There are a couple of other things that are helpful to think about before your session. One is activity level. If your cat is wildly active (and we’re not specifically going to be taking a ton of ‘action’ shots), it may be a good idea to get the cat some exercise with toys beforehand; this is great for very young cats and a breed like the active Bengal. I know that cats do spend a ton of time asleep (they’re professionals at sleeping) but we also probably don’t want all the images of them to be with their eyes closed, so completely pooping them out isn’t helpful either. Unlike babies or young kiddos, cats really don’t have set awake/sleep times, so planning a session around a cat nap is just not a factor for scheduling. It’s great to have our little model alert, but not fast asleep. I want to see those pretty eyes!

Fast asleep...

Fast asleep…

A few more things to think about: does your cat have special/medical needs? Are we doing a ‘golden years’ session for a senior or geriatric cat? These images could be to capture a beloved older cat in their last days and it’s important I attend to this in a special way. Are there special toys or blankets that are favorites of the cat that you want in the pictures? I have props, blankets, backdrops, all of that, that I may think will work well for your cat, but it’s helpful to consider what items of yours may work well and will make you happy when you see them in the finished images. Photographing your cat without a collar is usually preferable too; cats are beautiful without any adornments, when they’re ‘au naturel’, but I’m not opposed to doing some shots with a cute kitty necktie or something similar. Some images like that are fun to do, so let me know if you have ideas for novelty shots. Also, if I’m taking those coveted photos of you with your cat, consider earthy, complimentary tones for your clothing, with respect to your cat’s fur colors. But beware the clothing colors and fabrics that will highlight your cat’s fur shedding.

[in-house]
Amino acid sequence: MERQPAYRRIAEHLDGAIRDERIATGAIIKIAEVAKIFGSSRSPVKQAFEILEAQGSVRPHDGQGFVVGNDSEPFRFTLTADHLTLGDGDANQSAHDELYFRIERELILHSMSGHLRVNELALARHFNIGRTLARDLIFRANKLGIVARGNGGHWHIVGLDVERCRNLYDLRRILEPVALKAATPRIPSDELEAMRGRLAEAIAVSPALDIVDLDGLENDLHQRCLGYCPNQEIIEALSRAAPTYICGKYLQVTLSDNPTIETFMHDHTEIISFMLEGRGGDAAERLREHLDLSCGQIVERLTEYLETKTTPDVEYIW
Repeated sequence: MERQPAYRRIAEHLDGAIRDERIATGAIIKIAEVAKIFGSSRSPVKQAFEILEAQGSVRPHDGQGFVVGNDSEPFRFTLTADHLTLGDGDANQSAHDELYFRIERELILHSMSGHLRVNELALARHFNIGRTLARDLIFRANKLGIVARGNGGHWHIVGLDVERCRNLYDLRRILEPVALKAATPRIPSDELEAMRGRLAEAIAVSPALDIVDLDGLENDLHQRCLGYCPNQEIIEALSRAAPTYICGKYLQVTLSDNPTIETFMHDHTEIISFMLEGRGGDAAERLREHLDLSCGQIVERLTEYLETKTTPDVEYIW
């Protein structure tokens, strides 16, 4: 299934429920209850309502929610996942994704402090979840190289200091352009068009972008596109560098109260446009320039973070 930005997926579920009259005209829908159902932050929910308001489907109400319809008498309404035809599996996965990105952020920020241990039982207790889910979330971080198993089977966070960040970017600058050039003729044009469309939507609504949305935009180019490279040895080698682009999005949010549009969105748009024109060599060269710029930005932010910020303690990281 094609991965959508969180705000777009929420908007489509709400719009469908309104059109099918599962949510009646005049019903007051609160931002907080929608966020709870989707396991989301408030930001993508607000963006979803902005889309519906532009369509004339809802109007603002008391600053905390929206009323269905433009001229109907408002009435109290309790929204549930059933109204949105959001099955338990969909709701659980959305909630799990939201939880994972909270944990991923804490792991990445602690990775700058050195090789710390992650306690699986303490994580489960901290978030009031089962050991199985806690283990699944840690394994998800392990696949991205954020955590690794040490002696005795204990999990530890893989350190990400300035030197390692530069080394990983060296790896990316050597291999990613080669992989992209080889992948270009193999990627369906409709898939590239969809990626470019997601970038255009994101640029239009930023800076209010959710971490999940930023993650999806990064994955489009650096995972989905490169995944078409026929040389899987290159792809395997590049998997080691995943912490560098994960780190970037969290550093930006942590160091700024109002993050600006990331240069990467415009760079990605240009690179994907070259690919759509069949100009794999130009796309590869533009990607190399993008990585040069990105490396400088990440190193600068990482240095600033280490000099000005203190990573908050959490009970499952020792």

Does your cat like treats? Feather or laser toys? Does catnip work to get him/her rolling around on the floor in an adorable state? Does it take a long time for your cat to get relaxed with new people? All of these things are über helpful to think about and for me to know.

Since I just mentioned something about get the cat relaxed, I don’t have too much of an issue coaxing them into pictures when they are already family members. This is different when it comes to rescue and foster cats, and it can sometimes take quite a while to get the shot that is needed for adoption purposes. I’m usually able to coax even the trickiest kitty into photos but it’s still sometimes a challenge and I’d say that in every case of cat photography (easy and difficult cats both included), my number one need is my having patience. Sometimes it can take quite a while to get those shots that I know you will love (and I know I want to get); it may seem to take some time, while you’re sitting by, but just trust that I know what images I am after and what will work well.